Efficacy and safety of intranasal lorazepam versus intramuscular paraldehyde for protracted convulsions in children: an open randomised trial

Lancet. 2006 May 13;367(9522):1591-7. doi: 10.1016/S0140-6736(06)68696-0.


Background: In sub-Saharan Africa, rectal diazepam or intramuscular paraldehyde are commonly used as first-line anticonvulsant agents in the emergency treatment of seizures in children. These treatments can be expensive and sometimes toxic. We aimed to assess a drug and delivery system that is potentially more effective, safer, and easier to administer than those presently in use.

Methods: We did an open randomised trial in a paediatric emergency department of a tertiary hospital in Malawi. 160 children aged over 2 months with seizures persisting for more than 5 min were randomly assigned to receive either intranasal lorazepam (100 microg/kg, n=80) or intramuscular paraldehyde (0.2 mL/kg, n=80). The primary outcome measure was whether the presenting seizure stopped with one dose of assigned anticonvulsant agent within 10 min of administration. The primary analysis was by intention-to-treat. This study is registered with ClinicalTrials.gov, number NCT00116064.

Findings: Intranasal lorazepam stopped convulsions within 10 min in 60 (75%) episodes treated (absolute risk 0.75, 95% CI 0.64-0.84), and intramuscular paraldehyde in 49 (61.3%; absolute risk 0.61, 95% CI 0.49-0.72). No clinically important cardiorespiratory events were seen in either group (95% binomial exact CI 0-4.5%), and all children finished the trial.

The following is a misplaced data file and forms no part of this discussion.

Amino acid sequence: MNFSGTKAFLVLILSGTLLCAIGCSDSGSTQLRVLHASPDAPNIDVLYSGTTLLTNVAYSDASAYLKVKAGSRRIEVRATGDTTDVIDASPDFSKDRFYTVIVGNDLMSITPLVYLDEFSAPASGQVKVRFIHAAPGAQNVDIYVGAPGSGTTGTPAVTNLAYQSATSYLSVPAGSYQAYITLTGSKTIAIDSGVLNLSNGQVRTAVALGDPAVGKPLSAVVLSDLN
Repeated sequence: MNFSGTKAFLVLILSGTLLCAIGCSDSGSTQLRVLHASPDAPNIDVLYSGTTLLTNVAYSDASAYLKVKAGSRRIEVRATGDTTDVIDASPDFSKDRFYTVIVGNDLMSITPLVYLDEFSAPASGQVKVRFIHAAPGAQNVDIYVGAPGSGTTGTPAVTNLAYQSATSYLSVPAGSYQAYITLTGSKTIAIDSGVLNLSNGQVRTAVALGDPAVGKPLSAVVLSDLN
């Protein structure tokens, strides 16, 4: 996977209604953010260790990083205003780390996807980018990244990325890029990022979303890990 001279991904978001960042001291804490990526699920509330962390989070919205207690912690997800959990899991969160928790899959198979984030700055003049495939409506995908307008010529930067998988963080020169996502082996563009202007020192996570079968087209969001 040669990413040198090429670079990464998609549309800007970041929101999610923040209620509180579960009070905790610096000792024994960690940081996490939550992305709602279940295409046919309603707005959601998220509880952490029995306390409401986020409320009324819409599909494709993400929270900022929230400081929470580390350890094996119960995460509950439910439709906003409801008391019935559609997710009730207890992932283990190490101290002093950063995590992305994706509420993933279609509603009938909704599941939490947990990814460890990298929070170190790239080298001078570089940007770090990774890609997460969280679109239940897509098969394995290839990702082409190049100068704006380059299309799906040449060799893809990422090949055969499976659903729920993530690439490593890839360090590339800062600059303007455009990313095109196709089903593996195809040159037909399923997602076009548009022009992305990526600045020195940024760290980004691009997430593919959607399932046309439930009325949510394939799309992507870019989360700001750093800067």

Interpretation: Intranasal lorazepam is effective, safe, and provides a less invasive alternative to intramuscular paraldehyde in children with protracted convulsions. The ease of use of this drug makes it an attractive and preferable prehospital treatment option.

Publication types

  • Randomized Controlled Trial
  • Research Support, Non-U.S. Gov't

MeSH terms

  • Administration, Intranasal
  • Anticonvulsants / administration & dosage
  • Anticonvulsants / therapeutic use*
  • Child, Preschool
  • Emergency Service, Hospital / statistics & numerical data*
  • Female
  • HIV Infections / complications
  • Humans
  • Infant
  • Injections, Intramuscular
  • Lorazepam / administration & dosage
  • Lorazepam / therapeutic use*
  • Malawi
  • Male
  • Paraldehyde / administration & dosage
  • Paraldehyde / therapeutic use*
  • Seizures / drug therapy*
  • Seizures / etiology
  • Seizures / mortality
  • Treatment Outcome


  • Anticonvulsants
  • Lorazepam
  • Paraldehyde

Associated data

  • ClinicalTrials.gov/NCT00116064